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The MOCNESS Monster

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We have had some questions come in about the MOCNESS that we are using to collect our deep-sea animals. “MOCNESS” is an acronym for a Multiple Opening/Closing Net and Environmental Sampling System and it comes in a variety of sizes. The one we are using is called a 10-meter MOCNESS because it samples an area of about 10 square meters. It has a rigid frame and six different nets with codends attached that can be opened and closed at different depths through the touch of a button on the MOC10 operator’s computer. We know the exact depth of the net due to the conducting cable that attaches the MOC10 frame to the ship. This allows information to be sent back to the ship from the many sensors mounted to the frame. In addition to depth, the MOC10 sensors include temperature and conductivity (salinity). The multiple codends allow us to sample within particular depth zones so that we can learn where the organisms live. For example, whalefishes, like the one pictured here, live only below 1000 meters and the lanternfish is only found above 1000 meters.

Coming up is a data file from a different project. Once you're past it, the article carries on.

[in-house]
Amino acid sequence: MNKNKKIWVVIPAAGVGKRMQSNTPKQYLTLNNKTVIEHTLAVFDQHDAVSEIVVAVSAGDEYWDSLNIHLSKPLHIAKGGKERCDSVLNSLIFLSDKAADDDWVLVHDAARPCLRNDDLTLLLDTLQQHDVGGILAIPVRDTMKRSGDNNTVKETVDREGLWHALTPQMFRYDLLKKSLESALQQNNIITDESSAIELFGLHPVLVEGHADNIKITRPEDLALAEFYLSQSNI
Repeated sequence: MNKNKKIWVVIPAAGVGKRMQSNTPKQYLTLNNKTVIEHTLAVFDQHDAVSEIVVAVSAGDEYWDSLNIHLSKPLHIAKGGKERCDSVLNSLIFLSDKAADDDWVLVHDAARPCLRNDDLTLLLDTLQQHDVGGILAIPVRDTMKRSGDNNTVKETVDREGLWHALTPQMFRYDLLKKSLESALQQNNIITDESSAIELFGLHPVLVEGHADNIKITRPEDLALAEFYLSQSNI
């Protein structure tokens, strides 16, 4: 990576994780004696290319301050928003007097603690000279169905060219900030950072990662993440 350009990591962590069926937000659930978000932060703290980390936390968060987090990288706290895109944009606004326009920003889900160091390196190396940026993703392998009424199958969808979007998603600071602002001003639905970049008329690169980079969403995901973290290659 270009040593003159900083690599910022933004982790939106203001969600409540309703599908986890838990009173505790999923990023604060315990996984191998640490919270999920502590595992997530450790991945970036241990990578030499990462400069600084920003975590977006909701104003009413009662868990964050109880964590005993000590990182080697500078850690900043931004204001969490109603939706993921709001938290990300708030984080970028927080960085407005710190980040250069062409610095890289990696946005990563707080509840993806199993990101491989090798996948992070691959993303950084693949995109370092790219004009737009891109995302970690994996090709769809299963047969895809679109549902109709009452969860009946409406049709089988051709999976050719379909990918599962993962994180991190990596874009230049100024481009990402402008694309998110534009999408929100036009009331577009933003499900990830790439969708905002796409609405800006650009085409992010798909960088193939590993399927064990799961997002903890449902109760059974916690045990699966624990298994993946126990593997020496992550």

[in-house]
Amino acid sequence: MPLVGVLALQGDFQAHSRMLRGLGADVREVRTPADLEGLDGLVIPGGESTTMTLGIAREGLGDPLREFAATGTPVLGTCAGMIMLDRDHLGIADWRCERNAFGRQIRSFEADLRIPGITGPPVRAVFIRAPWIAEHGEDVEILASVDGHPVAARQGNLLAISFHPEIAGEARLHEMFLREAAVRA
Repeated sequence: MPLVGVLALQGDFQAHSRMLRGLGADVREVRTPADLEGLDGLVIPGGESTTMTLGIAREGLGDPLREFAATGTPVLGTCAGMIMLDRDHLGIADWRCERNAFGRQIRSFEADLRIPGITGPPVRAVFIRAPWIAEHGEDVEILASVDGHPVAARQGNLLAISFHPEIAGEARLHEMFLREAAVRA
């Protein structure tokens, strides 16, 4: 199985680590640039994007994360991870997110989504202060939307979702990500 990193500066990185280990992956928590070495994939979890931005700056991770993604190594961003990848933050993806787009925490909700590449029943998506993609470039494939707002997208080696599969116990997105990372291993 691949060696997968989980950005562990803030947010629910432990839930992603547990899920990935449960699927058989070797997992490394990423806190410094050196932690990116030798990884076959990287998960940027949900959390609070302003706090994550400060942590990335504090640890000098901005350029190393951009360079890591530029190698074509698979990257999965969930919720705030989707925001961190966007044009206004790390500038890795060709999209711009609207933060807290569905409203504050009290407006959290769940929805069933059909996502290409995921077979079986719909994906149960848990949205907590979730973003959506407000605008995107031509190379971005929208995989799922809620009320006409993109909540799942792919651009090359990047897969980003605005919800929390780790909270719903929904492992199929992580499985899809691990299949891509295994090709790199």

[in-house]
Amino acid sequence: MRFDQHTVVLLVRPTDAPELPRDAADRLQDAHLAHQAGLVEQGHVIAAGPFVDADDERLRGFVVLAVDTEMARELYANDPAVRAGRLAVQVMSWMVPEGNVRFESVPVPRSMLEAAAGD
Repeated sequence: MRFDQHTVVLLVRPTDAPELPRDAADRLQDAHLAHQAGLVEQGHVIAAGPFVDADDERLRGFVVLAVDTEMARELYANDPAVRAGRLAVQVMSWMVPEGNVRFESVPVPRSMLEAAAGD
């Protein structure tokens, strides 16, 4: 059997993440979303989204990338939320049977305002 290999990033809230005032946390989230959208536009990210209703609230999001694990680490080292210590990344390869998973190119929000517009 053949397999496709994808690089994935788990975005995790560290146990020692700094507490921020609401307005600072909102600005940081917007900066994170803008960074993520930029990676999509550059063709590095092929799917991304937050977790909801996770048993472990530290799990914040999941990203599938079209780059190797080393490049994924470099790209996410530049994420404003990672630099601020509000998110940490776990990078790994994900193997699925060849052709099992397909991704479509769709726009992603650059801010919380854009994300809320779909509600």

Whalefishb2ap3_thumbnail_whalefish.jpgb2ap3_thumbnail_Lanternfish-LR.jpg

                                  Whalefish                                                                                    Lanternfish

The nets only fish one at a time and are attached to the frame in such a way that as one net closes it opens the next net. The MOC10 is sent down to its max depth of 1500 meters with the first net open which is called an oblique trawl since it samples from the surface to depth. At 1500 meters, a signal is sent through the conducting cable to tell the MOC10 frame to open the next net, which closes the first one. Our sampling plan is to target the following depth layers: 1500-1200 m, 1200-1000 m, 1000-600 m, 600-200 m, and 200 m-surface. Keep an eye out for a later post on the layers of the ocean to find out why!

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